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Lari Pittman at the Hammer Museum

On View: September 29, 2019–January 5, 2020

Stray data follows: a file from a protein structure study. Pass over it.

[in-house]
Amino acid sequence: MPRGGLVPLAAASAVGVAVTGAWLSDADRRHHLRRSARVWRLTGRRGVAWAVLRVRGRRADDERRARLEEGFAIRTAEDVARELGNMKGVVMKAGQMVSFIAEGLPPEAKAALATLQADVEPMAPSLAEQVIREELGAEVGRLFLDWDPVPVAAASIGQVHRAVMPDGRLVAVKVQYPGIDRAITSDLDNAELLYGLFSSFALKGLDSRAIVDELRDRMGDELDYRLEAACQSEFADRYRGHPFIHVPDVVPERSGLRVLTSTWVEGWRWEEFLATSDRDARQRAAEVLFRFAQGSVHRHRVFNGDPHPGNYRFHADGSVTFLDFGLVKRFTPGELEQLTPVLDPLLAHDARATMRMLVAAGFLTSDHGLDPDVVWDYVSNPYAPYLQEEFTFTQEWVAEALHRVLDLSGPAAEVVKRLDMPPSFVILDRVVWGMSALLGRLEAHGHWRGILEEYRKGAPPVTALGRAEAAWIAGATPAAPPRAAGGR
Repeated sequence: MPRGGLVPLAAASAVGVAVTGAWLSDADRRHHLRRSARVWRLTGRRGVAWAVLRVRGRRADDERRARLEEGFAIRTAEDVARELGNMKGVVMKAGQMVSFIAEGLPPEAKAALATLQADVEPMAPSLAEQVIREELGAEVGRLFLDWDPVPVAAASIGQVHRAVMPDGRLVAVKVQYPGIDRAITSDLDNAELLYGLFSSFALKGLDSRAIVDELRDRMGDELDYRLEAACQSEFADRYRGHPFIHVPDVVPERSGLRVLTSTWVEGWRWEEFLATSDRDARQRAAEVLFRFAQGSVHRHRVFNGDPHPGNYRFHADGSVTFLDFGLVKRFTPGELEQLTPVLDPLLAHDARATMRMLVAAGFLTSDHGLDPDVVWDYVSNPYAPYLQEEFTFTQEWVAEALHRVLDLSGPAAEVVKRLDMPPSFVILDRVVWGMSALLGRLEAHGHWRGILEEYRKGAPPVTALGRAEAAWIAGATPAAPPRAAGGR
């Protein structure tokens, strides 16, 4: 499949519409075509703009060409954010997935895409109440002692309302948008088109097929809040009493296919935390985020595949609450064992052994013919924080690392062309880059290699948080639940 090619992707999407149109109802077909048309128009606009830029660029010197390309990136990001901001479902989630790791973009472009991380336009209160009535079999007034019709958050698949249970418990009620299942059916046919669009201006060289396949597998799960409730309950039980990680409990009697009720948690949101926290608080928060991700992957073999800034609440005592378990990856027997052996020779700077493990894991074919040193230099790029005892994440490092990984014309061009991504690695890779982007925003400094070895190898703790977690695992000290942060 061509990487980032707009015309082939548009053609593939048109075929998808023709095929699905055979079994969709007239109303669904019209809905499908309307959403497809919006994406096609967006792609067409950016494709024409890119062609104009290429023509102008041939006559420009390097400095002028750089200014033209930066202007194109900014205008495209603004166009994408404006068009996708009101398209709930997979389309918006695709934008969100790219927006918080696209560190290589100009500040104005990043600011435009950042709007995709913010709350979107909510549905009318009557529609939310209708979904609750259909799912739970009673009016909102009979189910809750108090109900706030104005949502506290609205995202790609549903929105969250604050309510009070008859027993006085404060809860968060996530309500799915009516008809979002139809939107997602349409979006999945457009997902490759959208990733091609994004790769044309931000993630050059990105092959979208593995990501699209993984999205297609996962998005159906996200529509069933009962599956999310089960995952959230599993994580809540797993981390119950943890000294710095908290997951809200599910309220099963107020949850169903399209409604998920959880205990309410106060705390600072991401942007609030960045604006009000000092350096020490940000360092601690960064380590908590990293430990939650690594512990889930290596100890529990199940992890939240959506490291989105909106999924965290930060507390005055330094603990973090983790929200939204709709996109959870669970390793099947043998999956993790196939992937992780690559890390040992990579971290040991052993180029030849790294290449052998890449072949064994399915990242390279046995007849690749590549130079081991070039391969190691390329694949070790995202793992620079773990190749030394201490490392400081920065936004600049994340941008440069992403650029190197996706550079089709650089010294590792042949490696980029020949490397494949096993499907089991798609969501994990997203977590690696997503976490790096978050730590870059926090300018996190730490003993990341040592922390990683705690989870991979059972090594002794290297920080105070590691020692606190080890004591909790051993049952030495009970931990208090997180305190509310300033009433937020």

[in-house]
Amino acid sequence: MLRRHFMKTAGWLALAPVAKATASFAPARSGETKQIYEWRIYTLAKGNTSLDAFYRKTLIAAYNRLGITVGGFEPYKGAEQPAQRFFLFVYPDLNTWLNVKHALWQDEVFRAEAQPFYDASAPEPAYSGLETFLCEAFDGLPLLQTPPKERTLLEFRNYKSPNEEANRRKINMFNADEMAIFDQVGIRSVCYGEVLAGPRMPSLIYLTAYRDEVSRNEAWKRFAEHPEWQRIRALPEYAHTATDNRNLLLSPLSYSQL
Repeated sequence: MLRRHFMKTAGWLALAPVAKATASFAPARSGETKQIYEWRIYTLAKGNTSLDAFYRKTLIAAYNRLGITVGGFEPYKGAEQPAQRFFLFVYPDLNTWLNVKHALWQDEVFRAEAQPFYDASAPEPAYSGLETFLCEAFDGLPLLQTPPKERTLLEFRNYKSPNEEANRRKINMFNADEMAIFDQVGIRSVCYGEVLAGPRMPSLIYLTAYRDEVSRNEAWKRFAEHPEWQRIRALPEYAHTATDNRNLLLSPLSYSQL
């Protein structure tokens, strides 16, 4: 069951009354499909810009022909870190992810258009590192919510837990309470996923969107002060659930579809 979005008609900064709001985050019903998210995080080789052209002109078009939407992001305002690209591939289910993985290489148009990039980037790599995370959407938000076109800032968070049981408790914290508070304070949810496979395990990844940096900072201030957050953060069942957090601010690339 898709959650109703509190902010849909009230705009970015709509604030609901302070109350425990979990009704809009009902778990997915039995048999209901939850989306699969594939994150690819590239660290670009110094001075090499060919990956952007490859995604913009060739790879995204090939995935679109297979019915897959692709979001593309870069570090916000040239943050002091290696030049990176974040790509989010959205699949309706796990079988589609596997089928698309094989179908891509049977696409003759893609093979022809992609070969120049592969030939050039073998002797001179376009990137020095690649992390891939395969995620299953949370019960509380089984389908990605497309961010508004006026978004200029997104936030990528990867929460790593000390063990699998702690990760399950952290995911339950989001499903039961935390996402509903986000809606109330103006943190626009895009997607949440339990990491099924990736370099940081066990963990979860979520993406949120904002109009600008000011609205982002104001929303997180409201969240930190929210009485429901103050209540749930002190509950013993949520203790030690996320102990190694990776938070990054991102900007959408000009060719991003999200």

Lari Pittman started painting at a time when painting was pretty uncool. Still, throughout his 40-year career, Pittman has boldly created a signature style of painting that embraces decoration, pattern, figuration, and garish color, at times working against the grain of preferred styles or taste. A retrospective of the artists four decade career is on view at The Hammer, offering a rare look at the artists cohesive output, and the stylistic progressions he has made over his career. The paintings are extremely dense, and each one involves multiple hand-painted scenarios happening in tandem, swirling together to create complex narratives. As a master in opposites, Pittman often uses two opposing images or colors (saws and nooses share space with cartoon cats and bright and cheery lettering that reads “Go For It!” or “Love!”), creating embedded tension in each large scale painting. Pittman is invested in dealing with social issues of the day (violence, gender, sexuality), but hides these themes within his layered patterning and dense visual style. This complicates an easy viewing experience, and provides the feeling that you are constantly uncovering little secrets as you look at peer into one of these works.